We got our first snowfall yesterday. Well, not literally the first one of the season, as there've been a couple extremely light dustings. And it's not right to call it the first significant snowfall, since it came in at about an inch or so, which is really only significant if you've never seen snow before and aren't sure why suddenly everybody has no idea how to drive. But it was the first snow heavy enough to require cleaning off the cars and shoveling the driveway instead of just leaving it to go away once it's considered what it's done.
That isn't to say it was significant enough to pull out the snowblower; this was light enough that it was easier to just take the shovel and push the snow off to the side. And being the first snow of the season that meant it's still fun to do, and one where you feel charitable and open-minded enough to go shoveling the neighbor's sidewalk too, and to make neat channels the whole width of the sidewalk block, and to get all the snow off the front porch and the whole walkway up to it. That isn't going to last, but early on, you can. Or you want to.
What isn't clear to me --- since the roads were ploughed by the time we got out and started shoveling --- is whether this has shaken off the ``oh, no, we haven't been snowed on in the past seven months, how can we possibly drive? Maybe if we barrel around like idiots that'll be fine!'' problem that drivers have for the first snow of the year. It'd be nice if they have got their yearly immunizations done, but it might take a more substantial storm before everyone remembers that oh, yeah, winter is kind of like every winter of their lives before now.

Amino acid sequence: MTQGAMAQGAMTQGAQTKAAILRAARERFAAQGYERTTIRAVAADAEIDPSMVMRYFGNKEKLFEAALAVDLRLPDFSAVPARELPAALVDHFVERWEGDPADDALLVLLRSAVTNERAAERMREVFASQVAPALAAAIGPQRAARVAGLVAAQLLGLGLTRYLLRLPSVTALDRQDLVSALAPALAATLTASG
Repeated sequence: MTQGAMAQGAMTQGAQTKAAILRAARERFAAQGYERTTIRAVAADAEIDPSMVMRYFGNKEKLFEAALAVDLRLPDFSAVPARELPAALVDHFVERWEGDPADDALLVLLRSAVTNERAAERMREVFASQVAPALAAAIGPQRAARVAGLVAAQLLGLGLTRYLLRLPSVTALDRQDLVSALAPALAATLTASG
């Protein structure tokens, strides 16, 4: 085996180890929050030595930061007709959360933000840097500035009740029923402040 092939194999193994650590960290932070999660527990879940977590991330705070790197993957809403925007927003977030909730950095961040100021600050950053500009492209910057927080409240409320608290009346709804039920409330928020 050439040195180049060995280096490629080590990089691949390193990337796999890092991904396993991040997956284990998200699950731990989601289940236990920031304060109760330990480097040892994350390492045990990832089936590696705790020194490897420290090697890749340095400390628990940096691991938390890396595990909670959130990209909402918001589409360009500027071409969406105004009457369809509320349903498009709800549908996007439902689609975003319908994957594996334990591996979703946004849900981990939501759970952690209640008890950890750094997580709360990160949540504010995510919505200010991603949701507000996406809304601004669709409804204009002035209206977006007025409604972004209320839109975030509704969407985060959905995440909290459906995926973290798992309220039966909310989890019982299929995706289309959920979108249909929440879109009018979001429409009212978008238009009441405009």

Trivia: Brewster's Millions was originally published as a hit novel by George Barr McCuthechon, in 1902. In it, Monty Brewster has twelve months to squander one million dollars in order to earn seven million dollars. Source: The Kid Of Coney Island: Fred Thompson And The Rise Of American Amusements, Woody Register.
Currently Reading: Paving the way for Apollo 11, David M Harland.
PS: Keep The Change, following up on the question about change earlier this week, or mostly admitting that someone else did a better job than I did at it.